I agree! I ate so much of that when we were in Paoay, but that was in Ilocos Norte.

You see, the key there is to grill the eggplant, then sauté the garlic, onions, tomatoes, scrambled eggs, and add a little bagoong. Eagle’s Nest is another place where you should eat that. It’s in Java Hotel run by Eric Fariñas. They have really good Ilocano food. You should also try their sinanglaw.

Isn’t that the papaitan-like soup made with innards?

Yes. Pero ang sarap. One place my friends made me try is a place called Dayo. Every Sunday they bring carabao and cows to trade. But beside that place, they have another restaurant and they made me try papaitan. Ang pangit. You can imagine that the one that invented it was drunk. It was raw carabao with fresh onions, ginger, and bile. They feed them grass, slaughter it, get the grass, and squeeze [the juice out]. It tastes like poo. It smells like poo. It was so disgusting! I’m not sure if that’s how the original papaitan is made. The meat was tender but. . . baho eh!

If there’s one Ilocano dish that defines what Ilocos Norte and Ilocos Sur is combined, what would you think it would be?

I would say bagnet. The best bagnet is in Malabet in Batac. Before, I never really was too crazy about bagnet because I found it too bland. But my friend kept on telling me, “Pare have it with KBL, which is kamatis, bagoong, and lasona (an onion relish)—that’s why the bagnet comes bland. You eat it with KBL.

How does lechon kawali differ from bagnet?

For lechon kawali, cooking takes a few minutes lang. And then bagnet, around two hours on low fire. Bagnet is madaya—when you cook bagnet, your two kilos becomes one kilo. Nawawala ng taba eh. The taba goes to the oil so when you fry, it’s really oily. I’ve seen different ways of cooking it. In Ilocos Sur one way they do it is they rub it with salt, put it in a kawali, put in oil, and heat it. So: cold oil, then they fry it. Some people put water and oil para pumutok ang balat. Yung iba, they boil it and fry it twice: fry until it’s cooked, take it out and let the oil cool, then fry again.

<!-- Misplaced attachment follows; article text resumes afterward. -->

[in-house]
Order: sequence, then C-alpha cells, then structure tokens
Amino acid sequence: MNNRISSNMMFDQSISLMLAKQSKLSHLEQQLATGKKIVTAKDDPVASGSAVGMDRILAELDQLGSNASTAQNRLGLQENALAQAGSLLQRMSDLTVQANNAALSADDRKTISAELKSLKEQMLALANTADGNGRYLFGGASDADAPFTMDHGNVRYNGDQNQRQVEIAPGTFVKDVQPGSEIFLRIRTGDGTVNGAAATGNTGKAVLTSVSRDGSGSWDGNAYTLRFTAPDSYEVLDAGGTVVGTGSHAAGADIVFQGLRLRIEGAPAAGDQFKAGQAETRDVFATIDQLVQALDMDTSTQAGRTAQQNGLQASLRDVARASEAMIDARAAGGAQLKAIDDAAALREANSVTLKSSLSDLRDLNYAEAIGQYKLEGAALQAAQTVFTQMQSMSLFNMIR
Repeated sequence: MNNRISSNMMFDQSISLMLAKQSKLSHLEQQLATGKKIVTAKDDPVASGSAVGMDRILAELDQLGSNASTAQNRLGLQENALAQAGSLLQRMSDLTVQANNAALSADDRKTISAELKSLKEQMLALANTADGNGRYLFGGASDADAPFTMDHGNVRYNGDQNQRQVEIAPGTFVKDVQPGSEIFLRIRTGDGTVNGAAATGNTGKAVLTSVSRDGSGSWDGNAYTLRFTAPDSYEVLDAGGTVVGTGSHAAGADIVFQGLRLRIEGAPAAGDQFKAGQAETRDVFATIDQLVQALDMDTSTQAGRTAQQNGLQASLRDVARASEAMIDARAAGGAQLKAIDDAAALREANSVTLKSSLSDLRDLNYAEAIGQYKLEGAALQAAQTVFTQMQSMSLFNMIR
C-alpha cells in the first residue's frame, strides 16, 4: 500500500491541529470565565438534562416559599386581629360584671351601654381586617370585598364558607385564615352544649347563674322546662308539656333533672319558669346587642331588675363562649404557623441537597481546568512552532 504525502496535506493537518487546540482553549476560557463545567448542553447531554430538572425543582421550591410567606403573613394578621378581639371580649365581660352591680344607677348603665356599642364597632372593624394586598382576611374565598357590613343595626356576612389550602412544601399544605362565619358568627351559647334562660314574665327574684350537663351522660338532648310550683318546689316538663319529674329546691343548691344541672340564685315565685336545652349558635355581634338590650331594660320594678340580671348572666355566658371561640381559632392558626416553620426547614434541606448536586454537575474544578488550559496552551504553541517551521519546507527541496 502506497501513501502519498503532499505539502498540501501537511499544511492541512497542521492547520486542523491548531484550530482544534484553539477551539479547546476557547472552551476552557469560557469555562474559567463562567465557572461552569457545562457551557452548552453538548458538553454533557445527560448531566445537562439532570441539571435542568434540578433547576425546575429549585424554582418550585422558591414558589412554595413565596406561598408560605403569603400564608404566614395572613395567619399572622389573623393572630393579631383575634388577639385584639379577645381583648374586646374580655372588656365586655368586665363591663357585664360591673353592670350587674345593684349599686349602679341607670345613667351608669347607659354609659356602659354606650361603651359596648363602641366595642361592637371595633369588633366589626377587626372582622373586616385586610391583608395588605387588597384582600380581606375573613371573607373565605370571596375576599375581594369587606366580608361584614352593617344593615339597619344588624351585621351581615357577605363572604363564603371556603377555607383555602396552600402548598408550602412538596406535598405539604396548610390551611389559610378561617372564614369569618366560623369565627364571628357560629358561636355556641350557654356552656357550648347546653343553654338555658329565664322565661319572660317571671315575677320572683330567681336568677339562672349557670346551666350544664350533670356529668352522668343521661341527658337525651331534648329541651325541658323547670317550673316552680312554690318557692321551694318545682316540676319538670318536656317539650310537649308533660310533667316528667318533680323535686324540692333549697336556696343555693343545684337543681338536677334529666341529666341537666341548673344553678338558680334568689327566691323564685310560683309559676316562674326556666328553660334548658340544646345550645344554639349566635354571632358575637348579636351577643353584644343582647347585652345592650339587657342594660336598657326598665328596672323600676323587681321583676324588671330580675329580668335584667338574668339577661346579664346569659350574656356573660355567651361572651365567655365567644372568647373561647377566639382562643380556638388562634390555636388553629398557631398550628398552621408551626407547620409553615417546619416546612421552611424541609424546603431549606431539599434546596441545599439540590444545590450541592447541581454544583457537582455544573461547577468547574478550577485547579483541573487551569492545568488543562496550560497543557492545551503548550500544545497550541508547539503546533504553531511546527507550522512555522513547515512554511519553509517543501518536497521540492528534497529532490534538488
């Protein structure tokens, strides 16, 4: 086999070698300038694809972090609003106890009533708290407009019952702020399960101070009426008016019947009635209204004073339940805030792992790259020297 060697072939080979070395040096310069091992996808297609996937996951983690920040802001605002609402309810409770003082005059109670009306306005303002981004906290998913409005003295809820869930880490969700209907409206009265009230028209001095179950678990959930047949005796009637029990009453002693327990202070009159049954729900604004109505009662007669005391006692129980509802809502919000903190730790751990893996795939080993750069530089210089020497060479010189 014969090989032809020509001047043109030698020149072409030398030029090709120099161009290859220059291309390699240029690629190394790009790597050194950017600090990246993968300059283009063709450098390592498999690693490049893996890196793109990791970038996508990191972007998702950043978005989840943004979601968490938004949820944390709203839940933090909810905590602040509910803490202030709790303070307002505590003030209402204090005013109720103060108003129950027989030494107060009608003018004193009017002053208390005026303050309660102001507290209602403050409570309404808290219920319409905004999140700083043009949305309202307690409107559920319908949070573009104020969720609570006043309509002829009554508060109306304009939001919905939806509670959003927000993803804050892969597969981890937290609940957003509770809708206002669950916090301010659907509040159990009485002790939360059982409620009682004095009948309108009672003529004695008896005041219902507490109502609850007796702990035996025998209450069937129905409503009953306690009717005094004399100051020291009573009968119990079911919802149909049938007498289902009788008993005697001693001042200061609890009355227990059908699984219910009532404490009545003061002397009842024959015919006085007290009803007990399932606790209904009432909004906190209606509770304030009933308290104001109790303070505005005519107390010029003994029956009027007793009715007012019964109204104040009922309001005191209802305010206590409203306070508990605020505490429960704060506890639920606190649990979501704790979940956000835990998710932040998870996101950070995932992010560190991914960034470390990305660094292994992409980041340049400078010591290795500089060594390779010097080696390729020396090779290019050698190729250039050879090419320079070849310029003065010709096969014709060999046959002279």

What else am I missing???

DinengdengNako, ang sarap ng dinengdeng! It relies on the freshness of the vegetables, so if your vegetables are fresh, ang sarap talaga. And of course it relies heavily also on the bagoong. That’s what Marcos loved to eat, by the way. Marcos was a very simple man; his meals were just rice,dinengdeng, and fish. Yung mga Ilocos, gawa sa fish yung bagoong nila. So even their pinakbet is fish [bagoong]. They just put everything together and mix it. But you should go to Vigan, the bagoong is good there. Very masarap.

Have you been to Ilocos? What was your most memorable dish and where did you have it? Tell us with a comment below!

Mikka Wee Mikka Wee

Mikka Wee is former editor of Pepper.ph and was part of the team until she got whisked away to Singapore in 2016 where she worked in advertising and eventually found herself back in the food industry. She currently does marketing work for two popular Singaporean dessert brands and is a weekly columnist for The Philippine Daily Inquirer’s lifestyle brand, Preen.ph. She has always been crazy about travel, food, and her dog Rocket.

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3 comments in this post SHOW

3 responses to “This is What Ilocos Tastes Like for Sandy Daza”

  1. CJ Aguilar says:

    Irene’s Empanada in Vigan is the best Ilocos Empanada for me.

  2. Volts Sanchez says:

    That papaitan sounds really crappy. Hehe.

  3. Zel Barbero says:

    Although I’m an authentic Ilocano, the Papaitan can be a hit or miss for me. Though it depends on how it is cooked. There are many variations per province by the way. 🙂